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Home > A comparison of two biological markers of recent hepatitis C virus (HCV) infection: implications for the monitoring of interventions and strategies to reduce HCV transmission among people who inject drugs.

Hope, Vivian D and Harris, Ross J and Vickerman, Peter and Platt, Lucy and Shute, Justin and Cullen, Katelyn J and Ijaz, Samreen and Mandal, Sema and Ncube, Fortune and Desai, Monica and Parry, John V . (2018) A comparison of two biological markers of recent hepatitis C virus (HCV) infection: implications for the monitoring of interventions and strategies to reduce HCV transmission among people who inject drugs. Euro Surveillance. Euro Surveillance, 23 (47)

URL: https://www.ncbi.nlm.nih.gov/pmc/articles/PMC63419...

Background
Monitoring hepatitis C virus (HCV) incidence is important for assessing intervention impact. Longitudinal studies of people who inject drugs (PWID), using repeated biological tests, are costly; alternatively, incidence can be estimated using biological markers of recent infection in cross-sectional studies.
Aim
We aimed to compare incidence estimates obtained from two different biological markers of recent infection in a cross-sectional study to inform monitoring approaches for HCV elimination strategies.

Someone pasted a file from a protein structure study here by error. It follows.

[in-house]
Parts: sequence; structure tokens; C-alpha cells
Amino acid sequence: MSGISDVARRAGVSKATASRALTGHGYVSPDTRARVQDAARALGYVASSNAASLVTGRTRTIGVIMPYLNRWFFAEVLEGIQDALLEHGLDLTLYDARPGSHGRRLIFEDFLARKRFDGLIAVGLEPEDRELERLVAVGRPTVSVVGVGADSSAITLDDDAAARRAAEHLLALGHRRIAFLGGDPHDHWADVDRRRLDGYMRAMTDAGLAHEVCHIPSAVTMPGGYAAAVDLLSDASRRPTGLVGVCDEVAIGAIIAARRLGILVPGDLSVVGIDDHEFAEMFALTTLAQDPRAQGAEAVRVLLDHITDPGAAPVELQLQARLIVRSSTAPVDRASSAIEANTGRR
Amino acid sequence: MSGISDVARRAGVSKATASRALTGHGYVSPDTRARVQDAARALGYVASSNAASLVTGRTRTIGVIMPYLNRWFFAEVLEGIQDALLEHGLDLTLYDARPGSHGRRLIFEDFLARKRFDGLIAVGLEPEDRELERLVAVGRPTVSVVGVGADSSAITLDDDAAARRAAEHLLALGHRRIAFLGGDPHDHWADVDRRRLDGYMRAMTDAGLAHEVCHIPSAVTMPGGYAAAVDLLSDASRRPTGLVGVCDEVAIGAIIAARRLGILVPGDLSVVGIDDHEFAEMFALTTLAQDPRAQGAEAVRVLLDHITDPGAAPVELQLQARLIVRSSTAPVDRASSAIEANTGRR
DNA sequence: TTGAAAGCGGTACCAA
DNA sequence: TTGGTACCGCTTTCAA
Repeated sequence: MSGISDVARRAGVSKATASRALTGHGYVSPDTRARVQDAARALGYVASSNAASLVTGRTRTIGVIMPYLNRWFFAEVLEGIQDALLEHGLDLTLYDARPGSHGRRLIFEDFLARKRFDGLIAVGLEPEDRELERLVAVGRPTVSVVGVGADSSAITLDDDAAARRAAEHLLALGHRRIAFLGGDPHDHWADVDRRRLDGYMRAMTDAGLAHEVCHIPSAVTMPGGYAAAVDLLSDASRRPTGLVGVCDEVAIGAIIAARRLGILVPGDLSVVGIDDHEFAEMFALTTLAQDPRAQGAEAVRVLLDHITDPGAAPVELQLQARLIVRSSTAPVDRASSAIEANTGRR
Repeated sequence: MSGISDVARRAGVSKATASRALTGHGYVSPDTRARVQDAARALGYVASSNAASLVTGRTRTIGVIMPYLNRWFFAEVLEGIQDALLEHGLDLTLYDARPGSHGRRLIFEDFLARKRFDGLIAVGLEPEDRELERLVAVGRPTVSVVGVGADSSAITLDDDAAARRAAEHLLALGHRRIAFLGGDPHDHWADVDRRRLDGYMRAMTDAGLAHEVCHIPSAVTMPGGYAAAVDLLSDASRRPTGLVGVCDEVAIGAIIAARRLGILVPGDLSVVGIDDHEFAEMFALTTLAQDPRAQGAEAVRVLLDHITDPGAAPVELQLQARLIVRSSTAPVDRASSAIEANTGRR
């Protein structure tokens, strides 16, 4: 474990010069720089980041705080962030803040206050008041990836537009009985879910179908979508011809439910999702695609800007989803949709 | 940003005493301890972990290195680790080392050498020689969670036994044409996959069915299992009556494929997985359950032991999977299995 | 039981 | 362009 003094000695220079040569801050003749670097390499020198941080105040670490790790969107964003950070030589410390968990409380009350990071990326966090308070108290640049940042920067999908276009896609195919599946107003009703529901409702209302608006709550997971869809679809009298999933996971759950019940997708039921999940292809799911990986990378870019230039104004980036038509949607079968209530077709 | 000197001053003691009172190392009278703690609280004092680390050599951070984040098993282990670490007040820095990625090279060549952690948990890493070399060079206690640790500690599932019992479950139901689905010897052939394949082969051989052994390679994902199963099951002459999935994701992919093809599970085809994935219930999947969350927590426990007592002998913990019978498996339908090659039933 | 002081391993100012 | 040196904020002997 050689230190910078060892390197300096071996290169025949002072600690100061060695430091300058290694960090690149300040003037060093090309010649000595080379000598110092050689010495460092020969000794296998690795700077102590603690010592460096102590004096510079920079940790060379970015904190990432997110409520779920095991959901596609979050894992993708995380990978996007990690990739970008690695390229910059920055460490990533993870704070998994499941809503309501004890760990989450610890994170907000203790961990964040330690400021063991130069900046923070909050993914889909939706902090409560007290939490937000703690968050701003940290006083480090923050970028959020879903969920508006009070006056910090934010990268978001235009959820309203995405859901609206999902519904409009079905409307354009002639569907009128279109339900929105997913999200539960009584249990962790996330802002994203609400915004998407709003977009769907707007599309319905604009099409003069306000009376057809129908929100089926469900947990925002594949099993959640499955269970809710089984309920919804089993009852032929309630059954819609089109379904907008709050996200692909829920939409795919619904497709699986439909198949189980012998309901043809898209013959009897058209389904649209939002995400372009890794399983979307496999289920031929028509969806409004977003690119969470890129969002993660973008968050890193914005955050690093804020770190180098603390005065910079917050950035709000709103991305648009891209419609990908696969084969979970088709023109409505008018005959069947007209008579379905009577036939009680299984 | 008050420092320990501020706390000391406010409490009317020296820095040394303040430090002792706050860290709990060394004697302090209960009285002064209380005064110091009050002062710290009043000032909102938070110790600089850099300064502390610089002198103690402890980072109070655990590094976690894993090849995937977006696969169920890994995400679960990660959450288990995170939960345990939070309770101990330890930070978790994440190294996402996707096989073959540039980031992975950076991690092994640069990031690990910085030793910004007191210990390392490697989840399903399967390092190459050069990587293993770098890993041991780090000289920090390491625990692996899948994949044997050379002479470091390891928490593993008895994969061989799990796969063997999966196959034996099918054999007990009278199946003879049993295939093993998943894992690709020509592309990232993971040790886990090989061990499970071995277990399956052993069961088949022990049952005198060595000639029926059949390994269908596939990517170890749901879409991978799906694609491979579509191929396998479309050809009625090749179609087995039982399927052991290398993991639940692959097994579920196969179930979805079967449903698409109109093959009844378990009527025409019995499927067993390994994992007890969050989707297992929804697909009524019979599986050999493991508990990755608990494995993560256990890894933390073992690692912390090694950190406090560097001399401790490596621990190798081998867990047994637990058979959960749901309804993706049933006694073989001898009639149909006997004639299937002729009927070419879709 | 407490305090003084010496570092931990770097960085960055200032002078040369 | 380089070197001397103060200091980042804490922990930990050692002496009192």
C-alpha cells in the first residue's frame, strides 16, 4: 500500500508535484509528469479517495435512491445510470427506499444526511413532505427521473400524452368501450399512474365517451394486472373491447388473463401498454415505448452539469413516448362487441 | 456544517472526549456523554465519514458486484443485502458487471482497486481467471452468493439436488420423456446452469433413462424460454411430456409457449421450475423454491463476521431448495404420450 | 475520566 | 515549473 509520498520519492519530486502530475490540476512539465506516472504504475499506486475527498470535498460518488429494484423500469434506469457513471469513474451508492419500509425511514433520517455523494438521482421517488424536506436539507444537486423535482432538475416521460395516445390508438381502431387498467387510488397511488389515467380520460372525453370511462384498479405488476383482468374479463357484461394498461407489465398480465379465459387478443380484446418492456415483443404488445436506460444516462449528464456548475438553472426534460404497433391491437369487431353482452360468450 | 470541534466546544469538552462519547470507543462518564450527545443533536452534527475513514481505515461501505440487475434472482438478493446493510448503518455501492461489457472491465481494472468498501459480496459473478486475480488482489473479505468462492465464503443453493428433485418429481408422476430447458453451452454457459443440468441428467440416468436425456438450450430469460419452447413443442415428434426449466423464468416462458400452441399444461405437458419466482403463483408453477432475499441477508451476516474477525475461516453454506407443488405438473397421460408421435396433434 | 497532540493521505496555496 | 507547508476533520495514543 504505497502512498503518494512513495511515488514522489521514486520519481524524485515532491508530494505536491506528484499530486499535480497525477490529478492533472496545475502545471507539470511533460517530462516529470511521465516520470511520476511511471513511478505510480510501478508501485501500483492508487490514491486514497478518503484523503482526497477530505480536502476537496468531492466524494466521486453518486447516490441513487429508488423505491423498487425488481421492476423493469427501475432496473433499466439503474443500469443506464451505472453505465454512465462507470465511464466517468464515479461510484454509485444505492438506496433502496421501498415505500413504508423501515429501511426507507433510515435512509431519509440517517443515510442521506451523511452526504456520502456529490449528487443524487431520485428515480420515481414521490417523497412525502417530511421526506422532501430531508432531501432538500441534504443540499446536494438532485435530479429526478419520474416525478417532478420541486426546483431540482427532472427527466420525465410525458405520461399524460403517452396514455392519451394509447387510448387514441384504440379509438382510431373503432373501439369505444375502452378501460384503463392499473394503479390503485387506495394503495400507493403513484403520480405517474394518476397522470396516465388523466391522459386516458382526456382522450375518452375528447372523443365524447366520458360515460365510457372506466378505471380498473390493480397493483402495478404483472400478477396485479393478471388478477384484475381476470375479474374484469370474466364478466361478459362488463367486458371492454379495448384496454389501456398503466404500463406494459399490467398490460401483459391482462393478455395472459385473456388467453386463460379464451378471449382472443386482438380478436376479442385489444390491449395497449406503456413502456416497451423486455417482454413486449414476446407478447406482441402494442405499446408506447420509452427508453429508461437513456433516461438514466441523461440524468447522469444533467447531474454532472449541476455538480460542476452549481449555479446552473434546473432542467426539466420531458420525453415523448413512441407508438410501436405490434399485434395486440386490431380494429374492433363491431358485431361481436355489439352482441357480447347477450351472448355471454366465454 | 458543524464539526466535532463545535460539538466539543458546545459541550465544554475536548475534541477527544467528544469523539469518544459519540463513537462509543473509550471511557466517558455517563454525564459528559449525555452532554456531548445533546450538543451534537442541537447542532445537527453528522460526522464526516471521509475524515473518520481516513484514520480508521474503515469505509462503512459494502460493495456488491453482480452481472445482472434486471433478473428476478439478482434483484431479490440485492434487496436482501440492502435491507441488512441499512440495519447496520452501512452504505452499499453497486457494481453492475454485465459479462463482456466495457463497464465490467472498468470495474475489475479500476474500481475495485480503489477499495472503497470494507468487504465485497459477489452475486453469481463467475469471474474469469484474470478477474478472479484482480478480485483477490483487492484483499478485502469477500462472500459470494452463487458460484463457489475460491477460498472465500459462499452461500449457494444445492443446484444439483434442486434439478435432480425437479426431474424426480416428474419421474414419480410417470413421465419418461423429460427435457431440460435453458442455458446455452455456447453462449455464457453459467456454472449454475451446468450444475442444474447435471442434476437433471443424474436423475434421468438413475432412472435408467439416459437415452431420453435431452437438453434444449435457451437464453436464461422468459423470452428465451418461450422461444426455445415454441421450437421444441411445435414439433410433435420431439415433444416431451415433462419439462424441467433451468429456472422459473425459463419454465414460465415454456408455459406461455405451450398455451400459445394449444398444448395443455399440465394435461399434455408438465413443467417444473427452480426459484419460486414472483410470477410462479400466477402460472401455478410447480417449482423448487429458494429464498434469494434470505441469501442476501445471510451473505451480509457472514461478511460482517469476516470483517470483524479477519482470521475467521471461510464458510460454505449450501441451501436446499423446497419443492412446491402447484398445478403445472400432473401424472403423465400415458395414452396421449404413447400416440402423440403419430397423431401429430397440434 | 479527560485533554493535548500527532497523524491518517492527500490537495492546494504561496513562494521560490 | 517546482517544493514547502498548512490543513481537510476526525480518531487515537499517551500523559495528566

Method
Samples from an unlinked anonymous bio-behavioural survey of PWID were tested for two recent infection markers: HCV RNA with anti-HCV negative ('RNA') and low-avidity anti-HCV with HCV RNA present ('avidity'). These two markers were used separately and in combination to estimate HCV incidence.
Results
Between 2011 and 2013, 2,816 anti-HIV-negative PWID (25% female) who had injected during the preceding year were either HCV-negative or had one of the two markers of recent infection: 57 (2.0%) had the RNA marker and 90 (3.2%) the avidity marker. The two markers had similar distributions of risk and demographic factors. Pooled estimated incidence was 12.3 per 100 person-years (pyrs) (95% credible interval: 8.8-17.0) and not significantly different to avidity-only (p = 0.865) and RNA-only (p = 0.691) estimates. However, the RNA marker is limited by its short duration before anti-HCV seroconversion and the avidity marker by uncertainty around its duration.
Conclusion
Both markers have utility in monitoring HCV incidence among PWID. When HCV transmission is high, one marker may provide an accurate estimate of incidence; when it is low or decreasing, a combination may be required.


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